Comments like ‘That’s why I own a Chevy’ and ‘That’s awesome. Have they replied?’ are some of the milder reactions.
Only 2 days after the initial post and there are already 119 shares, 219 reactions, and 67 comments. Behold, the power and speed of the Internet!
The company may want to consider extending their First Responder incentive to include all first responders. Competing brands who are monitoring the situation can also learn from this and avoid making the same mistakes in their own incentive programs.
4. Track your competitors:
In the thread above, a dissatisfied customer expressed his frustration by mentioning Toyota in an angry post without directing his message at them. Unfortunately, the company did not see the message and failed to offer any response.
A social media manager from Dodge Ram picked up on the post and later offered the customer assistance by simply asking what the problem was. Their comment earned a like and the company’s thoughtful response was seen by a wide audience through re-tweets and likes of the original post.
Monitoring on-line mentions of other companies in your industry can reveal opportunities to convert your competitors’ dissatisfied customers into satisfied ones for your own brand (like in the example above). One company’s ignored customer can easily turn into a competing company’s loyal fan especially if the competitor’s social media manager notices the customer’s frustration and reaches out to them to offer assistance.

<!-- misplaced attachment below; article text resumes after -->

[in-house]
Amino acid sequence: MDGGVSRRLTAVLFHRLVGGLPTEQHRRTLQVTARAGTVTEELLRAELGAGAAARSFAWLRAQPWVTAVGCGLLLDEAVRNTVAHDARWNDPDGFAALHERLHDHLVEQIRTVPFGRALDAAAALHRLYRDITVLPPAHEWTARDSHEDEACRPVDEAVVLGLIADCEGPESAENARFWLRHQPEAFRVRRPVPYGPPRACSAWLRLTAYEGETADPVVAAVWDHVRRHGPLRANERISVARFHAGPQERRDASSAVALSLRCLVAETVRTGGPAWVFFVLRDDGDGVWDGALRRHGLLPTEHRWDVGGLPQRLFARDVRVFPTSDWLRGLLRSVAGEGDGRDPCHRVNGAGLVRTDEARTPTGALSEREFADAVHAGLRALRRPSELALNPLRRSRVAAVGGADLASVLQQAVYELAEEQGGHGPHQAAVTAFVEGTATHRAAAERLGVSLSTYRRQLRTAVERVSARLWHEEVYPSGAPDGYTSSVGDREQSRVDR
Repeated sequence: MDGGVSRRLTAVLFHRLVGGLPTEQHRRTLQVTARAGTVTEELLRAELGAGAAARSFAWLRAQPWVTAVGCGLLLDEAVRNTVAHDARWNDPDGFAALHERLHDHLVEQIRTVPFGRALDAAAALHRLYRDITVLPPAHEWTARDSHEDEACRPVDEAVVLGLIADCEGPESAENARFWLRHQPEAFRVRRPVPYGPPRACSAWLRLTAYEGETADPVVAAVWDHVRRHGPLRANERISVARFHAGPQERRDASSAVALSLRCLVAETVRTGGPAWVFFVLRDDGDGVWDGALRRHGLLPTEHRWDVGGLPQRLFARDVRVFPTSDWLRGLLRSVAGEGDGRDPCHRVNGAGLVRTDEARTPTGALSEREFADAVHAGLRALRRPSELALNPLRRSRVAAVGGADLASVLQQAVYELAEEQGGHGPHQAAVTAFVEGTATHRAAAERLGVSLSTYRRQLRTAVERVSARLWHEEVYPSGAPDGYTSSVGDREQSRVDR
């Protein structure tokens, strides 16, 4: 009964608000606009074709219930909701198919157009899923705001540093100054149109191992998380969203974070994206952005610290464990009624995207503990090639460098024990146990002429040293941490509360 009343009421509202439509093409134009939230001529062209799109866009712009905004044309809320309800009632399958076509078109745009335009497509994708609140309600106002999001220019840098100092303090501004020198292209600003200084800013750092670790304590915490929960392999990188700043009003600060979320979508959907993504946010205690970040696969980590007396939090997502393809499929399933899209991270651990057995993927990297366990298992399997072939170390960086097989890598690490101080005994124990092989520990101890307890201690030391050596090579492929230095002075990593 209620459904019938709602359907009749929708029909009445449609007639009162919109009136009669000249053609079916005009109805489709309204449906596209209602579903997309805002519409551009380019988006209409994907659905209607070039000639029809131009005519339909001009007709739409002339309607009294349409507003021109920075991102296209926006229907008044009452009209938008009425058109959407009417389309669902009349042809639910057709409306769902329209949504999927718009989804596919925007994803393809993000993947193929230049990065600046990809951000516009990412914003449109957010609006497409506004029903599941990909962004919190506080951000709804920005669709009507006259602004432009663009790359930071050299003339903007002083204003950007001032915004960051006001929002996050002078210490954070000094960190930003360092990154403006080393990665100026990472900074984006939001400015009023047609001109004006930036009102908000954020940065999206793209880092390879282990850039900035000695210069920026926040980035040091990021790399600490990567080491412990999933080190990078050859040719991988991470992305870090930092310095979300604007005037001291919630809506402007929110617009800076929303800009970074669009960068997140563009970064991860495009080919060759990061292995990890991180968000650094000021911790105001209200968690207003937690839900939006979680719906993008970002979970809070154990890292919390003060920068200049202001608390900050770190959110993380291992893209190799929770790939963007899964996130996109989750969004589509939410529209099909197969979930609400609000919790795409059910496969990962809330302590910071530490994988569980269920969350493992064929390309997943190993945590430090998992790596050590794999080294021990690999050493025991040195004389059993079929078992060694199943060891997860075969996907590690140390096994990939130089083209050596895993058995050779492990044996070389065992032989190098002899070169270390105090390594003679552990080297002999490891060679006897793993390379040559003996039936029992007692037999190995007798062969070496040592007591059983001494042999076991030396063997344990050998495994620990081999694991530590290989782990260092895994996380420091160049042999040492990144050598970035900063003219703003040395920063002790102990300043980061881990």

Keeping tabs on what other companies are doing also lets you find out how audiences are reacting to their latest campaigns, see what strategies work well, and learn which products/services are popular among consumers.
5. Improve your product & develop new accessories:
In the post above, a customer has asked for suggestions on how to make the seat on his motorcycle more comfortable for his passengers. The makers of the Honda Shadow may want to take this into consideration when making plans for future vehicles.
Or develop new product accessories to accommodate their current customers. A number of readers have already responded to this post and suggested their favorite products to solve this problem.
This is yet another reason to monitor mentions of your product: it can help you figure out how to improve future editions or variations for your customers.
If there’s an immediate issue and the product is already on the market, social listening can help you glean information for product research & development. Analyze this info to create accessories that would improve the current customer experience for those who have already purchased the product.
The examples above demonstrate just a few ways you can hack social listening to benefit your business (there’s also reputation management, market research, finding influencers, etc.), and this is in no way limited to only the automotive industry.
Are you tracking important on-line mentions for your company and industry?
Sign up for a free trial with Brand24 and start monitoring today.